not occur. Members should also not be forced to share on anything that they are not willing to.
Voluntary sharing would be the best way to allow for knowledge sharing. A flexible
environment will allow for members to feel free to express their opinion and suggestion.
Technology has also allowed for easier knowledge sharing. Knowledge management system
becomes an important system to many organizations today.

The definition of supply in economics is: Supply refers to the ability and willingness of firms to
produce and sell goods and services in the market, ceteris paribus. Two words from the
definition would be useful in describing knowledge sharing among workers. They must have that
information in knowledge (ability) and they must be willing to share those knowledge
(willingness). Some workers may feel that certain knowledge provides the niche advantage to
them and they may not be willing to disclose these knowledge or skills. These would then lead us
to the word sell in the definitions of supply. Organisations must be willing to pay for such
knowledge sharing if it would benefit other employees and the organization. This is no different
from paying for training and workshops. It is because organizations are convinced that the
training provides benefit that it is willing to pay for that training, then why would the
organization be unwilling to pay for a niche skills knowledge sharing by an employee?

The two above conditions can be supported by the findings of the study Knowledge-sharing
patterns of undergraduate students in Singapore by Ting and Majid. They found that generally,
students displayed a positive attitude towards knowledge sharing. However, the respondents
were less inclined to share knowledge for academic activities that were graded. The study also
revealed that competition among students to outperform their fellow students and lack of depth
in peer relationship were the two main factors that inhibited knowledge sharing. The author
believes that the result of the study is applicable to the work environment where competition is
more apparent and colleagues may be lack of peer relationship.

Hence, to improve productivity, organizations must improve on the two conditions mentioned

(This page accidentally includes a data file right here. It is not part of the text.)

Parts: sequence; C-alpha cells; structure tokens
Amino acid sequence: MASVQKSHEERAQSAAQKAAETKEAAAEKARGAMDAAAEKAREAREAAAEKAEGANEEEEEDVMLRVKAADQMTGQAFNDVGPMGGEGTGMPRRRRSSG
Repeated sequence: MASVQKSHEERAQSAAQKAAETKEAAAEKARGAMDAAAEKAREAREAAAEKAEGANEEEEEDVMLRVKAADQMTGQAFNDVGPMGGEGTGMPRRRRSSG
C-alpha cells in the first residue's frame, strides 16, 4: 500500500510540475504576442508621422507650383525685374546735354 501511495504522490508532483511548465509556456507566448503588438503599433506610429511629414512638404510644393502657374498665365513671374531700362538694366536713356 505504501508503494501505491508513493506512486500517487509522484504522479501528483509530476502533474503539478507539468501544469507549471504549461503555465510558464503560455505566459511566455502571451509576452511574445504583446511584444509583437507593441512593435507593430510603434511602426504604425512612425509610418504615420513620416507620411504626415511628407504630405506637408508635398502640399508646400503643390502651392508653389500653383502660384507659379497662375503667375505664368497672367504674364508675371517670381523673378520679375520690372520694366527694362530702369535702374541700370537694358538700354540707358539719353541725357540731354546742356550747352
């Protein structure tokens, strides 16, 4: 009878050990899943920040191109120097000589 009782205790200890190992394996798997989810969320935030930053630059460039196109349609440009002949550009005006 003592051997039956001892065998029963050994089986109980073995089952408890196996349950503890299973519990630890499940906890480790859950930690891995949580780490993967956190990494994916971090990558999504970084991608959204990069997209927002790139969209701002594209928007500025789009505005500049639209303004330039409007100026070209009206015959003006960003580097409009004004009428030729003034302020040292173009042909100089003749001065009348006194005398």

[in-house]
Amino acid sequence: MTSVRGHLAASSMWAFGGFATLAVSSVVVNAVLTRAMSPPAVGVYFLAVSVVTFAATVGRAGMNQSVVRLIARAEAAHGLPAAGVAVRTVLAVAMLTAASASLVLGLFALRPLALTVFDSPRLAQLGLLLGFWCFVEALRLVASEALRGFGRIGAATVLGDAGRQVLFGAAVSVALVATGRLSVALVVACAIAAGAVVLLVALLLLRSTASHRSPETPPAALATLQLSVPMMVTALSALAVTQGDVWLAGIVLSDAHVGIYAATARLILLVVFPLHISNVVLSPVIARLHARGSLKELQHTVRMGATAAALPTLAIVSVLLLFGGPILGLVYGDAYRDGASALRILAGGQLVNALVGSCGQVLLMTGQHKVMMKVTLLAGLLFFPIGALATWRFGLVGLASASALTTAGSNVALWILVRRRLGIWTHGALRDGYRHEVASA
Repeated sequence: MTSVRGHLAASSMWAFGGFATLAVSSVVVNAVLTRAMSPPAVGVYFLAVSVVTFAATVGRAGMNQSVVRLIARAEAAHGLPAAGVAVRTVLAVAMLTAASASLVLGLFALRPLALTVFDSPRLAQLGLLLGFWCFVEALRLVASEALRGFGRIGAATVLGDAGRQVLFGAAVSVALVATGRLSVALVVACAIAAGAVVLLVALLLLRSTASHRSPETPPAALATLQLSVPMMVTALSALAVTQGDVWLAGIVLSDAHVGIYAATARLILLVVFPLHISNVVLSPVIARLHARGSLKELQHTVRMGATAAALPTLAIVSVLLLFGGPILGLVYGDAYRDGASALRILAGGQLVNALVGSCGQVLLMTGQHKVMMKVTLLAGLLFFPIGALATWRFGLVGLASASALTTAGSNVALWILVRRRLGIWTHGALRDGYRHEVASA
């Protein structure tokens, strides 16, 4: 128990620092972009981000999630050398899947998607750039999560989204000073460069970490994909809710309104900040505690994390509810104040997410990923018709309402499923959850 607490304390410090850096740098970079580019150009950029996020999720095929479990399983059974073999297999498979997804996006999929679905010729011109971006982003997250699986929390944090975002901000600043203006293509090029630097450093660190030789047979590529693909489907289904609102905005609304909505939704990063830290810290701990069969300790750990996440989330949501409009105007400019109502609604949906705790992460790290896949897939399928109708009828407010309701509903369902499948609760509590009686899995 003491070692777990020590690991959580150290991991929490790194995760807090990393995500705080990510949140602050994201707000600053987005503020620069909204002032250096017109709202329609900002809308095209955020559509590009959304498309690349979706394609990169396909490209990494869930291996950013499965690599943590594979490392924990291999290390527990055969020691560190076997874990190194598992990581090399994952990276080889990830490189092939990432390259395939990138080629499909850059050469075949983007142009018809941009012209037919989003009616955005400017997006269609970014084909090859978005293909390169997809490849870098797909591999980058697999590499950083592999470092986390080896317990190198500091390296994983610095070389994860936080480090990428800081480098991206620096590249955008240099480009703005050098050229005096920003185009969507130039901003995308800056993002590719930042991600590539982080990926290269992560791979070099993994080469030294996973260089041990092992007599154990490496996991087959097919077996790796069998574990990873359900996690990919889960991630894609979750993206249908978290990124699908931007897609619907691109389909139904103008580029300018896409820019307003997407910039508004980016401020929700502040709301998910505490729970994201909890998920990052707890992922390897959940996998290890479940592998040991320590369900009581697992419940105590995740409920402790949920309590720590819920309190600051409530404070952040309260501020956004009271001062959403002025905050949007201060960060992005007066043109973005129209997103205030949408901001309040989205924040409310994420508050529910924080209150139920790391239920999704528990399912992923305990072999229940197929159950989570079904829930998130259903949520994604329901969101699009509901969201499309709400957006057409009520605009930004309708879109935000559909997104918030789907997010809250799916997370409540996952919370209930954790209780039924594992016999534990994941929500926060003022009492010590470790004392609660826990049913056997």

above. However, the author wishes to caution that the type of knowledge sharing that should
occur should finally be able assist the organization to achieve its goals. Haas and Hansen found
that sharing codified knowledge in the form of electronic documents saved time during the task
but did not improve work quality or signal competence to clients. In contrast, sharing personal
advice improved work quality and signaled competence but did not save time.

In conclusion, based on the setting of a knowledge economy today, we are bound to move
towards knowledge sharing to increase productivity in organisations. Perhaps, the following
words from Peter Drucker best conclude this essay: The most important contribution
management needs to make in the 21
st
century is similarly to increase the productivity of
knowledge work and knowledge workers.












































References

Serban A. M. , Jing L.. (2002). Overview of Knowledge Management. New Directions for
Institutional Research . 13 (-), -.

mysinwhew. (2012). Skilled knowledge workers to dominate Malaysia's future workplaces, says
report. Available: http://www.mysinchew.com/node/78799. Last accessed 21st Aug 2013.

Tsui L.. (2006). Introduction. In: Tsui L. A Handbook on Knowledge Sharing: Strategies and
Recommendations for Researchers,Policymakers, and Service Providers. Canada: Community-
University Partnership for the Study of Children, Youth, and Families. 1-6.

Ting J. Y., Majid M. S.. (2007). Knowledge-sharing patterns of undergraduate students in
Singapore. Library Review. 56 (6), 485-494.
Drucker P. F.. (1999). Knowledge-Worker Productivity: The Biggest Challenge. California
Management Review. 41 (2), 79-94.

Tun Abdul Razak Research Centre. (2013). Tun Abdul Razak Research Centre,. Available:
http://www.tarrc.co.uk/. Last accessed 21st Aug 2013.